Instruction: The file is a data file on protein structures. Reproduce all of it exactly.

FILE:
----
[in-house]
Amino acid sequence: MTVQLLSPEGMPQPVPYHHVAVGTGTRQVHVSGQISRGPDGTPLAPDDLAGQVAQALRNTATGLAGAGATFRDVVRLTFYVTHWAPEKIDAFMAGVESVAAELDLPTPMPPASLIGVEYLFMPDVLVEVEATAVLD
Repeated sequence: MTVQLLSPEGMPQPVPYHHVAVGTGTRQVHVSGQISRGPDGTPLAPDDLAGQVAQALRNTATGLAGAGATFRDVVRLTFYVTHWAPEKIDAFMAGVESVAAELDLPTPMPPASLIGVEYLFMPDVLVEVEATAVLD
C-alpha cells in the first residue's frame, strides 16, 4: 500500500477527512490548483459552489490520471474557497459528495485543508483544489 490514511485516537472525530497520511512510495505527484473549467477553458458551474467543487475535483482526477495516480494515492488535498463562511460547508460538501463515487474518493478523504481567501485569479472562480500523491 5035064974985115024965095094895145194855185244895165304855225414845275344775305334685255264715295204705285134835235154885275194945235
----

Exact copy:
[in-house]
Amino acid sequence: MTVQLLSPEGMPQPVPYHHVAVGTGTRQVHVSGQISRGPDGTPLAPDDLAGQVAQALRNTATGLAGAGATFRDVVRLTFYVTHWAPEKIDAFMAGVESVAAELDLPTPMPPASLIGVEYLFMPDVLVEVEATAVLD
Repeated sequence: MTVQLLSPEGMPQPVPYHHVAVGTGTRQVHVSGQISRGPDGTPLAPDDLAGQVAQALRNTATGLAGAGATFRDVVRLTFYVTHWAPEKIDAFMAGVESVAAELDLPTPMPPASLIGVEYLFMPDVLVEVEATAVLD
C-alpha cells in the first residue's frame, strides 16, 4: 500500500477527512490548483459552489490520471474557497459528495485543508483544489 490514511485516537472525530497520511512510495505527484473549467477553458458551474467543487475535483482526477495516480494515492488535498463562511460547508460538501463515487474518493478523504481567501485569479472562480500523491 5035064974985115024965095094895145194855185244895165304855225414845275344775305334685255264715295204705285134835235154885275194945235